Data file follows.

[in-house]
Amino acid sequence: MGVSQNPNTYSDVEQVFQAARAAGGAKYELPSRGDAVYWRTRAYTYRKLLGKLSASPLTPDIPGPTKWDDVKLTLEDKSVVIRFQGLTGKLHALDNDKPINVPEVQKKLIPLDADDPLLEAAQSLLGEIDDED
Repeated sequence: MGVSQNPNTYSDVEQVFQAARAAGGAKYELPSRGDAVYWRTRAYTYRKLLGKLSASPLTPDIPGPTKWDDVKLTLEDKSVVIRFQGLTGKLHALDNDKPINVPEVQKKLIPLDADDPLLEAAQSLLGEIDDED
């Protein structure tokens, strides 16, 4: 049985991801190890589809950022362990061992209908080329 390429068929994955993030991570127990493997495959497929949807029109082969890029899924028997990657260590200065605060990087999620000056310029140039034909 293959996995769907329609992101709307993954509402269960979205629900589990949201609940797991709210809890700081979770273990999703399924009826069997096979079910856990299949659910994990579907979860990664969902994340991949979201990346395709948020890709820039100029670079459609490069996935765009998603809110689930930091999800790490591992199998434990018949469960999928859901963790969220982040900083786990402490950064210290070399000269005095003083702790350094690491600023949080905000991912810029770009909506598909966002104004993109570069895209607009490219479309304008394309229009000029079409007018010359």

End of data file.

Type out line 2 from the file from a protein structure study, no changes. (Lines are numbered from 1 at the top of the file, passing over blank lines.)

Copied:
Amino acid sequence: MGVSQNPNTYSDVEQVFQAARAAGGAKYELPSRGDAVYWRTRAYTYRKLLGKLSASPLTPDIPGPTKWDDVKLTLEDKSVVIRFQGLTGKLHALDNDKPINVPEVQKKLIPLDADDPLLEAAQSLLGEIDDED